We’ve recently had several clients come to us asking to remove the external email warning tag on their business’ Microsoft Outlook.
Our guidance, however, is that tag should be kept as its benefits far outweigh the cons. Let’s run through why.
What is the external email warning tag?
Put simply, external email warnings help alert users about malicious links and phishing emails sent from accounts outside your organisation.
The external warning tag has been rolled out for both Windows 10 and 11, however, whether you have got the update or not depends on your combination of operating system and your Office version.
These tags appear as a small ‘[External]’ message in the email subject line, or as a pop-up message before you can see the email body.
Many of our clients find these warnings ugly or intrusive, yet their purpose is to make you pay extra attention to emails from outside your organisation and to be more aware of any potential malicious content.
Why is the external email warning tag important?
Despite clients being concerned about how their Outlook looks, or getting frustrated by the extra pop ups that appear, the benefits of these tags far outweigh the cons.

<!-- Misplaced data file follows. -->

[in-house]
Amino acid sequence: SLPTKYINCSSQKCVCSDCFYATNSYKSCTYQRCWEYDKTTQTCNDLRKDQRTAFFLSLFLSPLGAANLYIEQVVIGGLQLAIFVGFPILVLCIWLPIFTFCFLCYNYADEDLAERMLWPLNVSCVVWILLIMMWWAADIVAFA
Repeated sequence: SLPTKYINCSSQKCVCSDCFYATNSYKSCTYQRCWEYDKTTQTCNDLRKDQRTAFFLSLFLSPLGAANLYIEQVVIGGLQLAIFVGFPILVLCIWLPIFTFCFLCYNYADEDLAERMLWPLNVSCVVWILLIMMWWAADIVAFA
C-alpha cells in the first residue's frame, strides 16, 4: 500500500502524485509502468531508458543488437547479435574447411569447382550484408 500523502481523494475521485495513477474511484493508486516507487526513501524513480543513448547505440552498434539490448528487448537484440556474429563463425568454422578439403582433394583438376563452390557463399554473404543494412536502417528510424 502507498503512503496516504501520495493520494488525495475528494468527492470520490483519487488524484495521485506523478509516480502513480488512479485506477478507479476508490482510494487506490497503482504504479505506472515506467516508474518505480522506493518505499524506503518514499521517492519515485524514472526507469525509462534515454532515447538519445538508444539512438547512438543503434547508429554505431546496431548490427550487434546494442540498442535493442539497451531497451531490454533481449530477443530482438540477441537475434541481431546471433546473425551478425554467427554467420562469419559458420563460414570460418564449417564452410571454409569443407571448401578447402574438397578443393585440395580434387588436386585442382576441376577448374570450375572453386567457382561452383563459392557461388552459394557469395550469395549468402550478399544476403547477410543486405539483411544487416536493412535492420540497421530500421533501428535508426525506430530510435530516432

Namely, the majority of email scams begin with messages from outside of your organisation. At an enterprise level, having a clear and prominent deterrent will help reduce scams, as staff are more aware from the outset of the potential phishing attempts and malicious links contained in the email.
Moreover, external tagging helps prevent individuals and companies from falling into the trap of business email compromise (BEC).
BEC scams are sophisticated attacks on both businesses and individuals – usually with the intent of conducting unauthorised transfers of funds.
The majority of BEC attacks come through compromised user accounts. Having external warning tags should reduce compromise through attacks like password sprays, forcing attackers to find and employ new tactics.
To put it simply, this external tagging helps protect your organisation.
The cost of business email compromise
In the first half of 2022, the Australian Competition and Consumer Commission (ACCC) received over 11,000 reports of business email compromise, costing a total of $12.3 million.
Furthermore, in 2021, the ACCC reported an 84% increase in cyber-attacks compared to the previous year.
Every year, cyber criminals become more sophisticated and cyber-attacks are here to stay. Fortunately, prevention methods are also becoming more sophisticated and general awareness around these attacks are increasing as well.
If you have any questions about external email tags, or how to better protect your business against cyber-attacks, get in contact with Monocera.